Somewhere deep in the folds of the brain are the oldest strongest feelings we have, hushed into silence.

My father was a chestnut tree. My mother is a circular saw.

In dreams we go on long road trips. Our parents are young again. Our ancestors laugh and make fun of each others’ outdated clothes.

If grief had a chrysalis, would it hatch in the larynx?

A child draws circles around dots on an otherwise blank map.

Oh no, wait, they’re frozen whiskers.


Do you remember visiting an aquarium for the first time?

This was before we learned the word “compassion” means “suffer with.”

Before we knew that violence is a kind of unmetabolized grief.

Before I poured my father’s ashes into a hole in the forest floor dug by my brother, in a spot my mother had marked with a white brick when Dad was still here.

I got in trouble by my manager for “looking frustrated” on Zoom. How my face looks, she explained roundabout-ly into the video camera, impedes collaboration.

Neuroendocrine. Nu-rho-en-doh-krin. Pancreatic. Pan-kree-attic.


Do I mention the phone calls I received on Easter Sunday?

First from my mother, having just shaved the face of my father’s corpse, telling him to get up or he’ll be late for work.

My insides feel like a landscape being carved by melting glaciers.

Next from an investigator with the county medical examiner’s office who picked at fragments of my mother’s crystalline menagerie of speech, who sounded a bit exasperated.

That we could decide where wilderness begins and ends is a very human idea.

Mum sang songs at full volume for months, sometimes out the window for animals.


A bird sings beautifully—loud, clear deep-throated calls—then stops. A human awkwardly whistles, trying to get the bird to sing again.

Somewhere along the old carriage road of life, my mother lost function of a piece of her brain. When I learned this, it was spring and wild onions were sprouting. I started reading clinical articles but stopped when I realized I wouldn’t find what I felt I’d lost this way.

If you were born a boy I would’ve called you James, she says. But I wasn’t, so where does that leave us?

We are rivers, my father’s ghost says, in not those exact words.

We can’t help her without getting cut, bleeding out all over the unkempt yard littered with yogurt cups licked by raccoons.

I remember Mum taking me to the Baltimore aquarium as a child. We watched stingrays swim. We saw small translucent eels moving in and out of their sandy burrow.


I dreamt that two young siblings traveled with an antique piano to heaven to deliver it to their mother.

I remember ancient redwoods, drinking fog. Dopaminergic. Doh-pah-min-uhr-jik.

The shimmering rattle of late summer katydids reminds me that I’m looking for warmth in the coldest places—pixel by pixel, scroll by scroll.

One summer, five years ago, we drove to Sea Isle City; I remember paella and sandcastles, dazzling a baby with ceiling fans.

Was that the time Mum thought she saw helicopters carrying a drowned body across the sky? She woke my father, who was napping on the sand. He sat up, looked around and laughed.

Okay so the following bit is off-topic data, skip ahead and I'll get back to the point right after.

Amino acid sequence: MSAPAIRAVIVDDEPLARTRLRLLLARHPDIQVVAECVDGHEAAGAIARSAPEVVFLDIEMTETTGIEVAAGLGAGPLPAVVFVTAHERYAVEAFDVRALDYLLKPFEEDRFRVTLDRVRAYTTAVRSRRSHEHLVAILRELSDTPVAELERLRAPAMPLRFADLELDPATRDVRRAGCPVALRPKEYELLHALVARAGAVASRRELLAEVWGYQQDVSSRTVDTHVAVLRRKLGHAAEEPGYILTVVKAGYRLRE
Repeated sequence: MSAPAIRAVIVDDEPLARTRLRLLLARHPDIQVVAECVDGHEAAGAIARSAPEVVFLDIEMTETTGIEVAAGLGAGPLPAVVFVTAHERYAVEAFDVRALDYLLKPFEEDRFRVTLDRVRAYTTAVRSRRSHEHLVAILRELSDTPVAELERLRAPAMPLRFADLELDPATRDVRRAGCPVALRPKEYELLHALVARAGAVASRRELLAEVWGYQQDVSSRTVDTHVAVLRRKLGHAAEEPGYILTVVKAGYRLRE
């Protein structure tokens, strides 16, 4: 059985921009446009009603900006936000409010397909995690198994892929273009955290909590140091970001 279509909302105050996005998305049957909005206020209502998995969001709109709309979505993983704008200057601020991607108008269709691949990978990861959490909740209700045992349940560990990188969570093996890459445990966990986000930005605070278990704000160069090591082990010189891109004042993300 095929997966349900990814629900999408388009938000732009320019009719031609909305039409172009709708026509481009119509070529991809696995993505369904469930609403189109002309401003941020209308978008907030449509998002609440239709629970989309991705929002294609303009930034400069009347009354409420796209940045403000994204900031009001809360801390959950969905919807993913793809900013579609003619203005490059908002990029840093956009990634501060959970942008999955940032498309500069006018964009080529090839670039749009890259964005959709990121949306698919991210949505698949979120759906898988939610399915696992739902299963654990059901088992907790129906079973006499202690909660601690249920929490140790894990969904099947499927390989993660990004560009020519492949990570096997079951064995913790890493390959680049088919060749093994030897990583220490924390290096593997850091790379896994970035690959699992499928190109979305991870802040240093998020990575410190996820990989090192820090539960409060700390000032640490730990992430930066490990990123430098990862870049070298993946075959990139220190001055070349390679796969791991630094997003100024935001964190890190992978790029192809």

I’d pray but I’m not sure which deity to address. Is there one you prefer?

On Korean-American day, my Korean-American manager told me my role was eliminated and that next Friday would be my last day.

A ghost, a lineage, a metaphor. Choirs of lies, loud as katydids. What does it mean to have a voice and a body?

We were never meant to stay.

Is all poetry “about” humanity? What if the real experiment is an attempt to be honest?

Iridescent bits of insect wings lodged in my chest begin to smolder and ignite.


My earliest memories of language are caught in the net of its inadequacy.

I thought the Korean word for cicada was a type of songbird.

My grandmother used to sing me a song about a cicada that sits in a pear tree crying. A few years later, after she had a stroke and forgot all of us, my father found the shell of a cicada in the yard. He was so excited to give it to me that I remember trying to hide my shock that it looked like a big fly. I made a little paper bed for my dead cicada and tucked it in with neatly folded clean tissue.

My earliest memories of language taught me that it can be unstable. Or a kind of electricity between people, invented or sung, recombined over and over like ever-rearranging flocks of sparrows.

When’s your father coming home? Mum asks.

Our skies, lit by the rage of wildfires, turn orange.


She calls out to her father, who died 46 years ago, because she needs him to order food from that restaurant she liked in South Korea in the ’50s.

Meanwhile, NASA launches a satellite into space that will measure our rising seas.

Sperm whales sleep vertically suspended, carried by currents. Terns hatch in a scrape in soil lined with dried plants.

Before seconds were invented to measure time, we had our heartbeats. Before we had internet, we had stars.

Get up off your knees—it’s time to uncap our pens. One day, I’ll be a zip-tied plastic bag of ash just like my father, who was the wisest and most compassionate person I know.

We sat still on the stairs lovingly watching deer eat unmowed grass in silence.

Christine Choi passes time considering implicit narratives and dreaming of mountains. She has an M.F.A. from California College of the Arts, and her writing has appeared in Encyclopedia Vol. 3 L-Z, The Pacific Review, Nerve Lantern, In Posse Review, Bay Area Poetry Marathon, Mission Cultural Center, NOMA Gallery, Future Tenant Gallery, POW! Action Art Festival, Small Press Traffic’s Poets Theater, and Boog City Poets Theater. She currently nests in Brooklyn.